The Web isn’t as frightening as it used to be, according to a new survey released Wednesday by the Family Online Safety Institute (FOSI) at its annual conference in Washington, D.C. (Yahoo is a sponsor of FOSI.) But parents are still wary of the Web, and for good reasons.
More than 60 percent of parents feel comfortable about how their kids use technology, and more than half believe the benefits of tech outweigh the potential harms, says the Parenting in the Digital Age survey. However, that confidence starts to erode as the kids enter their middle teens. Nearly half of all parents with children age 6 to 9 feel their kids are very safe online. That number drops to 27 percent for parents with teens between 14 and 17.
That is, not surprisingly, the age where teens’ tech savvy begins to surpass that of adults. While four out of five parents of elementary schoolers are confident they know more about tech than their youngsters, that number drops to about a third by the time the kids are in high school.
(All charts courtesy of FOSI)
In nearly all cases, parents say the benefits of technology — including games, apps, and smartphones — outweigh the negatives. The glaring exception? Social media. Some 43 percent of parents say the potentially harmful aspects of social networks outweigh the positive; just one in four believe that Facebook, Twitter, and other networks are more beneficial to their kids.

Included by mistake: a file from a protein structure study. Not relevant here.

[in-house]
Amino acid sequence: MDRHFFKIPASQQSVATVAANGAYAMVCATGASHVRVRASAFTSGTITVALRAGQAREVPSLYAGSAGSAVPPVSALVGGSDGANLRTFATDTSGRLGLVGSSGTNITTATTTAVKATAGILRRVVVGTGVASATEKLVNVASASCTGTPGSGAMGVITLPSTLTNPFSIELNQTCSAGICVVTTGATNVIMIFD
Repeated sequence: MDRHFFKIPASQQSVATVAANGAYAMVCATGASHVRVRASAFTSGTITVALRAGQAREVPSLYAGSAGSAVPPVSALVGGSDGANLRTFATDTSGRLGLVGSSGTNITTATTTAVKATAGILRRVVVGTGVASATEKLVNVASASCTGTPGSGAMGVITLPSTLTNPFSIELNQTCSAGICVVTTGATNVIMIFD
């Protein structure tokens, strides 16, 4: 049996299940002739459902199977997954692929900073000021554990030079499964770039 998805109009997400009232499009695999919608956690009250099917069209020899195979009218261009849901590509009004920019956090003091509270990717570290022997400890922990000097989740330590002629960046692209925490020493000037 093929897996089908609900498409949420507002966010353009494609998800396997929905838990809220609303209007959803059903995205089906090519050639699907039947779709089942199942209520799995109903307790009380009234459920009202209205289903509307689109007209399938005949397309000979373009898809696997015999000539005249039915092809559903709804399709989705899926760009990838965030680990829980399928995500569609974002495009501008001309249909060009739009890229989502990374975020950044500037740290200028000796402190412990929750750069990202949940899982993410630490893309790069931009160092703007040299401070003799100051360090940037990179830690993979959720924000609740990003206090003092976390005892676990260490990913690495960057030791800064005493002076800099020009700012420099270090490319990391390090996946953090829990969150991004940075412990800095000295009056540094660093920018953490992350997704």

One caveat: A large majority of those who diss social networks don’t allow their kids to create accounts (or, at least, they think they’re keeping their kids from them). In other words, they’re not exactly well informed on the topic.
The most likely reason lies within another stat: 22 percent of parents believe the biggest threats to their kids are “stalkers, child molesters, predators, [and] bad people lurking online.”
Still, they appear to be worried more about predatory marketers than actual predators. Parents are just as concerned about how marketers are tracking their kids’ online activities as they are about their children stumbling upon the seamy underbelly of the Web. Just over three-quarters of parents said they were concerned about Web content and online tracking; the next biggest worries were stranger danger, oversharing, and an excess of screen time.
Overall, 57 percent of parents feel the potential harm from online tracking outweighs any benefits; only 16 percent see them as positive. As kids grow into their teens, this concern drops to a still-substantial 51 percent.
Some 95 percent of parents say they monitor their teens’ activities, but exactly how they’re doing it varies. Slightly more than half say they use parental controls, and slightly less than half restrict the apps their kids purchase. About a third monitor where their kids go online or track their locations via their smartphones.
The survey was conducted online by Hart Research Associates on behalf of FOSI and included more than 500 parents of kids age 6 to 17 who access the Internet.
Questions, complaints, kudos? Email Dan Tynan at ModFamily1@yahoo.com.